[tabi] Jump in pedestrian accidents puzzling

  • From: "Allison and Chip Orange" <acorange@xxxxxxxxxxx>
  • To: <tabi@xxxxxxxxxxxxx>
  • Date: Fri, 9 Dec 2011 15:04:14 -0500

from today's Democrat:


Jump in pedestrian accidents puzzling
By Larry Copeland, USA TODAY 

The USA is getting riskier for people on foot, and experts
aren't sure why.
New National Highway Traffic Safety Administration data show pedestrian
fatalities
rose 4.2% in 2010 over the previous year. The number of pedestrians hurt in
motor
vehicle crashes soared 19%, to 70,000.
Experts are puzzled by the increase, which comes as road fatalities in most
categories
are dropping. The jump follows four straight years of falling pedestrian
deaths,
and a 14% decrease in pedestrian fatalities from 2000 to 2009.
"Quite frankly, I don't know why they went up," says James Hedlund, a former
NHTSA
official who researched pedestrian safety in January for the Governors
Highway Safety
Association. "Nobody knows. As far as I can tell, nobody has studied the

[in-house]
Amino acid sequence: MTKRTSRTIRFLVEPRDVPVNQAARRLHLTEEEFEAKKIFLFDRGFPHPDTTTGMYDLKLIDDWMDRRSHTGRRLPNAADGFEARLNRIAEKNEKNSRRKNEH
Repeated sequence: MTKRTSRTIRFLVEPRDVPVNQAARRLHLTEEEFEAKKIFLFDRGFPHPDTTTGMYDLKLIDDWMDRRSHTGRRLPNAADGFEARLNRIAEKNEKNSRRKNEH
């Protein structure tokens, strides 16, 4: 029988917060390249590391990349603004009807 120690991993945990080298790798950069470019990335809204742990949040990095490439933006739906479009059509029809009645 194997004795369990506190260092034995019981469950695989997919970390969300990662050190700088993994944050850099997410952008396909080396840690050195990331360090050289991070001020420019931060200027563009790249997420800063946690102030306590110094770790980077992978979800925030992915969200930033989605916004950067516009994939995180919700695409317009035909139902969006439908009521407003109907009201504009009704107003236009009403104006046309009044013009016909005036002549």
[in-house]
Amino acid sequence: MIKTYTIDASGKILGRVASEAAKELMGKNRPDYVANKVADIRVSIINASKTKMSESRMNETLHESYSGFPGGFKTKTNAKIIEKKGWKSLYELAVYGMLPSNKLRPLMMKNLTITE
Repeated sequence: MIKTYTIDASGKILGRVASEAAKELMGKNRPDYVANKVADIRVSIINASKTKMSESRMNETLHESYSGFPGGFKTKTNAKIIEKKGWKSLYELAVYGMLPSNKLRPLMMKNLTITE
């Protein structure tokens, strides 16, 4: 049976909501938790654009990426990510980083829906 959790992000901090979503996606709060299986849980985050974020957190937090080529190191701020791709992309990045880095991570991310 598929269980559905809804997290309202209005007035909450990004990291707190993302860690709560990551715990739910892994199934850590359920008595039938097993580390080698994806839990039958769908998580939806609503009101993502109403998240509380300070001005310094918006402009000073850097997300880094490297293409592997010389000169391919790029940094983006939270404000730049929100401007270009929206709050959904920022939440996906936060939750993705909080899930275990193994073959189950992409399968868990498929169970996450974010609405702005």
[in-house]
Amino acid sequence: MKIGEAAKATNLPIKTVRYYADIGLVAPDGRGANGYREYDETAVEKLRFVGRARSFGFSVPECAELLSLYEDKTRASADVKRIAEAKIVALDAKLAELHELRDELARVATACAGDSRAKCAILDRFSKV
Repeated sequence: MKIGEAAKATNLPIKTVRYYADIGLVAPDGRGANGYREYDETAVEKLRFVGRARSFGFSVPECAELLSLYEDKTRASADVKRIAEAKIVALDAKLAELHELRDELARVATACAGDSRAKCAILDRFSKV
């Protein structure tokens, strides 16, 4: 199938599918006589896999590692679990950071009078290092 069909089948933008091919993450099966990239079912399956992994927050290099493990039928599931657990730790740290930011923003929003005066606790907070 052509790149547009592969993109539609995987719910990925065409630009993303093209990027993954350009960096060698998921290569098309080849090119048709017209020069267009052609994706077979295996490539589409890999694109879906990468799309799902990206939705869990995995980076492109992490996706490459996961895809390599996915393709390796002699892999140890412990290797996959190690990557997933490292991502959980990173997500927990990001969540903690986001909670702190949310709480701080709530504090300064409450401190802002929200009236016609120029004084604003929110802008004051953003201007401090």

issue. The
data (are) too new." Possible explanations:
u Walkers are put at risk by the preponderance of wide, high-speed roads
designed
to move large numbers of vehicles but not with pedestrians in mind.
"What we have seen anecdotally around the country is that more people are
walking,
biking, trying to get to their destination by means other than a car," says
David
Goldberg, spokesman for Transportation for America, a safety advocacy
coalition that
reports annually on the deadliest cities for pedestrians (the three worst
are all
in Florida: Orlando, Tampa-St. Petersburg-Clearwater and Jacksonville).
"What we do know is that conditions have not improved substantially for
pedestrians.
The road design problems we pointed out in our report earlier this year are
still
out there."
u Low-income residents and immigrants have added population in suburban
areas.
u More pedestrians are distracted by cellphones and other handheld
communication
devices. There has been only anecdotal evidence of "pedestrian distraction"
as a
factor in fatalities, such as a 31-year-old woman killed in March in San
Ysidro,
Calif., while crossing the street in a crosswalk. Police said she was on her
cellphone
and ignored a red light.
"Nobody has good data," says Richard Wener, professor of environmental
psychology
at the Polytechnic Institute of New York University, who collaborated on
studies
led by Jack Nasar, an Ohio State University professor. One obstacle to
obtaining
good data is police are not required to indicate whether a victim was using
a phone
or texting. "My guess is that's going to change," he says.
Drinking also is a major factor in pedestrian fatalities. Alcohol-impairment
- of
the driver or the pedestrian - was involved in 48% of all pedestrian
fatalities in
2009, according to NHTSA.

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